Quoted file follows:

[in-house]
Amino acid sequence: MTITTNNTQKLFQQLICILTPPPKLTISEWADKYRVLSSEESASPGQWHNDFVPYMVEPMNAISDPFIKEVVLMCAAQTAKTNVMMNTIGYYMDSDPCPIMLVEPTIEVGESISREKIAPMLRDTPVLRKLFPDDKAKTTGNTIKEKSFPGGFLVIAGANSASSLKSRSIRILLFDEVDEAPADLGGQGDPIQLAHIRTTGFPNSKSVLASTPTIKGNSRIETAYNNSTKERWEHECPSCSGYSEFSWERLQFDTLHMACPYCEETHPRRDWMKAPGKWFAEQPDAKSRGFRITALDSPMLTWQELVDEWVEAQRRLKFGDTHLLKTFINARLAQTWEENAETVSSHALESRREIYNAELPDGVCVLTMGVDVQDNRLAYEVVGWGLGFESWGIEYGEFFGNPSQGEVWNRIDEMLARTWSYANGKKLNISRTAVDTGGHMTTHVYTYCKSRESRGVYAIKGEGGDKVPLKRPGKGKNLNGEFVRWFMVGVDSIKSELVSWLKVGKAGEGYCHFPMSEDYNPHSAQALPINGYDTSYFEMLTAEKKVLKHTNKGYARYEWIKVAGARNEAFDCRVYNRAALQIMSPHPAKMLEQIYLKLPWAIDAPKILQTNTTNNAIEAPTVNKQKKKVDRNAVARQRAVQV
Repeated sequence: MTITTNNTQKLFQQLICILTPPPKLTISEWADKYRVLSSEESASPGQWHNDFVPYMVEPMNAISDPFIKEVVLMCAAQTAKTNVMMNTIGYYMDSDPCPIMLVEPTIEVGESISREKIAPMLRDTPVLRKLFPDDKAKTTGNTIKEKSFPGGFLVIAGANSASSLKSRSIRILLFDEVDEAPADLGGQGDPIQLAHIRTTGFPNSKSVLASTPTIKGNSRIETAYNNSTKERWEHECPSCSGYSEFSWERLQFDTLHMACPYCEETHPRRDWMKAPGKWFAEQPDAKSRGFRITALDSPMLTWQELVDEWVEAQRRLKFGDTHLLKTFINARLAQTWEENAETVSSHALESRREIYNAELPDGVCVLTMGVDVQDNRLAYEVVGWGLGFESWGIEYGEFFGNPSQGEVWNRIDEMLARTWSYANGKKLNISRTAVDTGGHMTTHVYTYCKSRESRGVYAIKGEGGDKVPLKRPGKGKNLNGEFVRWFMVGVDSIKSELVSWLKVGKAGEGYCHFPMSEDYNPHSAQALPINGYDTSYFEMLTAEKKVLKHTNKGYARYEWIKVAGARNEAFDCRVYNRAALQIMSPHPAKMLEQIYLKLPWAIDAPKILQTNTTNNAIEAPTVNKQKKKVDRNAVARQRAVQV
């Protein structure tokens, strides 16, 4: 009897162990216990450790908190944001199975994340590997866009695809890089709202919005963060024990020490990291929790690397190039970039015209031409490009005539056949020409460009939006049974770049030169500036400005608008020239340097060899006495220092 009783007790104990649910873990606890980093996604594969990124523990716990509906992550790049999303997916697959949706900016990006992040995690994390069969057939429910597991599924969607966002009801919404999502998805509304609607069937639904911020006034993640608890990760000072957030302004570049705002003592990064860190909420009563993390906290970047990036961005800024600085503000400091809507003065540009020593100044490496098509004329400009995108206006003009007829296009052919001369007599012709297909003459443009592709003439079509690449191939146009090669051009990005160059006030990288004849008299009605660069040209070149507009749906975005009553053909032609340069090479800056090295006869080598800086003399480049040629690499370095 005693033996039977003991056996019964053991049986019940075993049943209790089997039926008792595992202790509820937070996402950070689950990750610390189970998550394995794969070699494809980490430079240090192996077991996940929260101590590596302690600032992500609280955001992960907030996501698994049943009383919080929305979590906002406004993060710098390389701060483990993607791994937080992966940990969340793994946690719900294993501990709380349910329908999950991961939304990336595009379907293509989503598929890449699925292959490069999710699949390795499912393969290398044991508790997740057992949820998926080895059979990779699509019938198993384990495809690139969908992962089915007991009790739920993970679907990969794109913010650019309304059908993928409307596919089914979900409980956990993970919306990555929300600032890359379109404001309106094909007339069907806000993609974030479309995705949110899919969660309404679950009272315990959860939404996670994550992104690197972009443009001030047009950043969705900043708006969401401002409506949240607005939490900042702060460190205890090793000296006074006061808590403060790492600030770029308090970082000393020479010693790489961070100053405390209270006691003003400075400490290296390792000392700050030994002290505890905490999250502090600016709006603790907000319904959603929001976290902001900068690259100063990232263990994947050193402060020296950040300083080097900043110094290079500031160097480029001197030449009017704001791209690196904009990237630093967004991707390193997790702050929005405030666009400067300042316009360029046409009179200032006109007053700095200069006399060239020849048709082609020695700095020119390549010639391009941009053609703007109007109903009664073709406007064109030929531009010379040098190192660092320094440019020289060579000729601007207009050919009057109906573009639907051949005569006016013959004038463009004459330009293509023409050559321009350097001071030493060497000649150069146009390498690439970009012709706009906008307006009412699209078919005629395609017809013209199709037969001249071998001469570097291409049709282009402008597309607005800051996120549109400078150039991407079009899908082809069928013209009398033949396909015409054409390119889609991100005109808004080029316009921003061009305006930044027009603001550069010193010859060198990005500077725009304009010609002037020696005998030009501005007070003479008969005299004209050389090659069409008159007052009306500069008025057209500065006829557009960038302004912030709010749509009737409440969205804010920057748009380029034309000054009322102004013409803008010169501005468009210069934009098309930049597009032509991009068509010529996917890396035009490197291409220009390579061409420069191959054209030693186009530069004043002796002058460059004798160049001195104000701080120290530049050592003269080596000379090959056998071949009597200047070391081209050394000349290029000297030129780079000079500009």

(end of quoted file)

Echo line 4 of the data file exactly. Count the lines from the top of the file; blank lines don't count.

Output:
């Protein structure tokens, strides 16, 4: 009897162990216990450790908190944001199975994340590997866009695809890089709202919005963060024990020490990291929790690397190039970039015209031409490009005539056949020409460009939006049974770049030169500036400005608008020239340097060899006495220092 009783007790104990649910873990606890980093996604594969990124523990716990509906992550790049999303997916697959949706900016990006992040995690994390069969057939429910597991599924969607966002009801919404999502998805509304609607069937639904911020006034993640608890990760000072957030302004570049705002003592990064860190909420009563993390906290970047990036961005800024600085503000400091809507003065540009020593100044490496098509004329400009995108206006003009007829296009052919001369007599012709297909003459443009592709003439079509690449191939146009090669051009990005160059006030990288004849008299009605660069040209070149507009749906975005009553053909032609340069090479800056090295006869080598800086003399480049040629690499370095 005693033996039977003991056996019964053991049986019940075993049943209790089997039926008792595992202790509820937070996402950070689950990750610390189970998550394995794969070699494809980490430079240090192996077991996940929260101590590596302690600032992500609280955001992960907030996501698994049943009383919080929305979590906002406004993060710098390389701060483990993607791994937080992966940990969340793994946690719900294993501990709380349910329908999950991961939304990336595009379907293509989503598929890449699925292959490069999710699949390795499912393969290398044991508790997740057992949820998926080895059979990779699509019938198993384990495809690139969908992962089915007991009790739920993970679907990969794109913010650019309304059908993928409307596919089914979900409980956990993970919306990555929300600032890359379109404001309106094909007339069907806000993609974030479309995705949110899919969660309404679950009272315990959860939404996670994550992104690197972009443009001030047009950043969705900043708006969401401002409506949240607005939490900042702060460190205890090793000296006074006061808590403060790492600030770029308090970082000393020479010693790489961070100053405390209270006691003003400075400490290296390792000392700050030994002290505890905490999250502090600016709006603790907000319904959603929001976290902001900068690259100063990232263990994947050193402060020296950040300083080097900043110094290079500031160097480029001197030449009017704001791209690196904009990237630093967004991707390193997790702050929005405030666009400067300042316009360029046409009179200032006109007053700095200069006399060239020849048709082609020695700095020119390549010639391009941009053609703007109007109903009664073709406007064109030929531009010379040098190192660092320094440019020289060579000729601007207009050919009057109906573009639907051949005569006016013959004038463009004459330009293509023409050559321009350097001071030493060497000649150069146009390498690439970009012709706009906008307006009412699209078919005629395609017809013209199709037969001249071998001469570097291409049709282009402008597309607005800051996120549109400078150039991407079009899908082809069928013209009398033949396909015409054409390119889609991100005109808004080029316009921003061009305006930044027009603001550069010193010859060198990005500077725009304009010609002037020696005998030009501005007070003479008969005299004209050389090659069409008159007052009306500069008025057209500065006829557009960038302004912030709010749509009737409440969205804010920057748009380029034309000054009322102004013409803008010169501005468009210069934009098309930049597009032509991009068509010529996917890396035009490197291409220009390579061409420069191959054209030693186009530069004043002796002058460059004798160049001195104000701080120290530049050592003269080596000379090959056998071949009597200047070391081209050394000349290029000297030129780079000079500009």